Most cancer deaths are avoidable

obesityWhile cancer care if becoming more sophisticated and personalized, deaths from preventable disease continue to plague not just the U.S. but populations worldwide. Half of all cancer deaths are avoidable by reducing exposure to the sun, quitting smoking and maintaining a healthy weight. One third of cancer deaths in the U.S. is caused by tobacco, and another third are associated with obesity, a still emerging risk factor for cancer that much of the public has yet to appreciate.  Why can’t the U.S. take the lead in the fight against unhealthy lifestyles.

The decline in cancer deaths is partly due to new drugs that are finally reaching the market after decades of research and development, according to researchers at the AACR. However, even with these new drugs [inlinetweet prefix=”” tweeter=”” suffix=””]studies have linked obesity to a higher risk of developing esophageal, colorectal, endometrial, kidney, pancreatic and breast cancers.[/inlinetweet] Hormonal changes, as well as agents released by fat tissue can create fertile conditions for inflammation, a process that accelerates the cancer process.

The American Medical Association has recently deemed obesity to be a disease. The rise in obesity rates is expected to increase America’s already high healthcare costs. According to the AMA, all states across the U.S. could have obesity rates above 44 percent by 2030. The numbers are increasing at an alarming rate, and the negative effects and results of obesity—including diabetes, heart conditions, and an increase in healthcare costs—are going to grow unless something is done to change it.

The Obesity Epidemic:

Unhealthy Habits Result in a Growing Problem for Americans According to the Center for Disease Control, more than one-third (35.7 percent) of adults are currently obese, and no state has an obesity rate that is less than 20 percent. These numbers have continued to rise in recent decades. In 1990, no state had an obesity rate higher than 15 percent, and 10 states had an obesity rate lower than 10 percent. With the increase of these numbers, it is no surprise that the majority of the nation feels they could lose weight. According to The Obesity Epidemic: Unhealthy Habits Result in a Growing Problem for Americans, 78 percent of Americans said they could benefit from losing weight right now, and more than half of all Americans (52 percent) currently describe their weight as overweight or obese. The number grows when looking at obesity from the providers’ side, as 97 percent of providers reported that many of their patients could do a better job of managing their weight. 44% 2030 Projected National Obesity Rate .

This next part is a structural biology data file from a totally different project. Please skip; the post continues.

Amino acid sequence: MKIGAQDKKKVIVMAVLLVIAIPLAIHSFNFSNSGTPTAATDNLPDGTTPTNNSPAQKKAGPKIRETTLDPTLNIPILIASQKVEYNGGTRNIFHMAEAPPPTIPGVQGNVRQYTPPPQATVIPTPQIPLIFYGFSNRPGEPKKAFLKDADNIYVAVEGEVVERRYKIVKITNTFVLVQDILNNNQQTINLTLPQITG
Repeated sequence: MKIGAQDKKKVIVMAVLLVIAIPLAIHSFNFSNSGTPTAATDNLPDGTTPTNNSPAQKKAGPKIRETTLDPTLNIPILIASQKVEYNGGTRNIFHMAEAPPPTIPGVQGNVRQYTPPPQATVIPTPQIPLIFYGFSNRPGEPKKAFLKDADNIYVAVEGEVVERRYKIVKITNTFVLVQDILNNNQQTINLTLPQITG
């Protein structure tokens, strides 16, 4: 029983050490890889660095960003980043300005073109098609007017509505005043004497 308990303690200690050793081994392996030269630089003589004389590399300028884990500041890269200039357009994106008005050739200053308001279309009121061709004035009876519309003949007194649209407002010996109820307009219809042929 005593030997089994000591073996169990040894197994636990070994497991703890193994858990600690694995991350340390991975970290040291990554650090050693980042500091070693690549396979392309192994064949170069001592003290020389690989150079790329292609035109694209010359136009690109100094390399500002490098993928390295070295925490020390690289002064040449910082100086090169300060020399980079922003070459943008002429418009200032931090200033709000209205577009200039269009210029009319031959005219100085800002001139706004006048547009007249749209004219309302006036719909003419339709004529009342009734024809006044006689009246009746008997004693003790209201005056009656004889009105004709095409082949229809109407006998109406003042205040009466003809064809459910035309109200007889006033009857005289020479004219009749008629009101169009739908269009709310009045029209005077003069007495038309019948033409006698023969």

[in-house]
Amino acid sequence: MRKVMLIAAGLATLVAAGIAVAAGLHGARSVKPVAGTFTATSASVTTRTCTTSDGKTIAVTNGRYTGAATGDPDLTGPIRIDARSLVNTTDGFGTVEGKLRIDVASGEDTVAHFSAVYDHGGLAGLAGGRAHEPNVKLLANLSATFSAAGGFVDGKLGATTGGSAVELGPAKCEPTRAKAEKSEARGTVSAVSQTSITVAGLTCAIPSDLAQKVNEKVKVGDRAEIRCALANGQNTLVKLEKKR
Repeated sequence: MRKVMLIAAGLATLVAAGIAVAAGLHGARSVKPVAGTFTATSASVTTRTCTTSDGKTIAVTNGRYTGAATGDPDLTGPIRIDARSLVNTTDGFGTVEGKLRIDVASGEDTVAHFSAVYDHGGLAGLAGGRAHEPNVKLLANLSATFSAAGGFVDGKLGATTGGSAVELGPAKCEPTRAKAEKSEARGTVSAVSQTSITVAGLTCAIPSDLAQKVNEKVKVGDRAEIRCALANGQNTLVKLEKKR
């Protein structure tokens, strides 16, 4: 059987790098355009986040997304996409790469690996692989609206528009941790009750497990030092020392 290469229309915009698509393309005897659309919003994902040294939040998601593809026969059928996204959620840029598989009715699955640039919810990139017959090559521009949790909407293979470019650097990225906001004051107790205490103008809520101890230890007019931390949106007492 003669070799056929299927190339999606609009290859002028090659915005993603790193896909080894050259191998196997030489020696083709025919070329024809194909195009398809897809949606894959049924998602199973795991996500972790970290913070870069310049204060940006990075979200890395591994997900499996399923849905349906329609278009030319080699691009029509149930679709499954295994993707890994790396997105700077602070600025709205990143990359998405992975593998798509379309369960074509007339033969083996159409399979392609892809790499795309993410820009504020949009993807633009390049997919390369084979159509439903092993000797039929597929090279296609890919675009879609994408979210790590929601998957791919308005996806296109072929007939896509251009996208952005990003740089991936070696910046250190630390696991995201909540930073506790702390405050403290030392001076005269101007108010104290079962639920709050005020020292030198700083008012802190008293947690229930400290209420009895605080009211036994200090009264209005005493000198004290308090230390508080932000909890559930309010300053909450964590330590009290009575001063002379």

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The Obesity Epidemic found that just 40 percent of Americans have taken the step of discussing weight management with their doctors. Even fewer providers, just 27 percent, said that the majority of their patients have discussed this issue with them. However, 61 percent of Americans said they would be interested in and/or happy to receive communications from their doctor with tips on how to manage their weight, and nearly a fourth (24 percent) reported that communications from their doctor between office visits.

It’s time for a multi-company and channel approach

I believe that pharma companies should be required, in all DTC marketing materials, to educate patients on the dangers of both being overweight and not exercising.  It has to be the same type of hard hitting message(s) that we used to reduce smoking.  We cannot throw up our hands and say nothing can be done because it involves too many behaviors, we have to grab this epidemic by the horns an attempt to slow down the momentum.  Somewhere, someone on pharma should be jumping for joy when a patient no longer needs a medication to stay healthy where appropriate.   We cannot just develop drugs because Americans are too lazy to exercise and eat right.

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